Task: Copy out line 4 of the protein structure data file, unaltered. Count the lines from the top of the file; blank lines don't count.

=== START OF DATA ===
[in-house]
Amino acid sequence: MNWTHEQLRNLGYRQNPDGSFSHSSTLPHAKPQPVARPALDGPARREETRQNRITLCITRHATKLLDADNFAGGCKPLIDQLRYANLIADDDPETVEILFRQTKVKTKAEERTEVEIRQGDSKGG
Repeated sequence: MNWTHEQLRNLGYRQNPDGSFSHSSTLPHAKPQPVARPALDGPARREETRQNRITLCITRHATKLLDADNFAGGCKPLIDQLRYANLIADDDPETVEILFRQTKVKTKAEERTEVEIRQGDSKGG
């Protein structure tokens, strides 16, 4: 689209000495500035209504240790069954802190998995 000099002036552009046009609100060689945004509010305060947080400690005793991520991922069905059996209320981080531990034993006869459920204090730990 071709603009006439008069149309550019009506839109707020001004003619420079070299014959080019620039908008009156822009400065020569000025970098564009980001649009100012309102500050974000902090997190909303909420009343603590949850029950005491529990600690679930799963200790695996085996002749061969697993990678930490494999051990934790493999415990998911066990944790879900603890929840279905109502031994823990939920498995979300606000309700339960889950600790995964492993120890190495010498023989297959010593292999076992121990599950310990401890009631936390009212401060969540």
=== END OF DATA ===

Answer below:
């Protein structure tokens, strides 16, 4: 689209000495500035209504240790069954802190998995 000099002036552009046009609100060689945004509010305060947080400690005793991520991922069905059996209320981080531990034993006869459920204090730990 071709603009006439008069149309550019009506839109707020001004003619420079070299014959080019620039908008009156822009400065020569000025970098564009980001649009100012309102500050974000902090997190909303909420009343603590949850029950005491529990600690679930799963200790695996085996002749061969697993990678930490494999051990934790493999415990998911066990944790879900603890929840279905109502031994823990939920498995979300606000309700339960889950600790995964492993120890190495010498023989297959010593292999076992121990599950310990401890009631936390009212401060969540």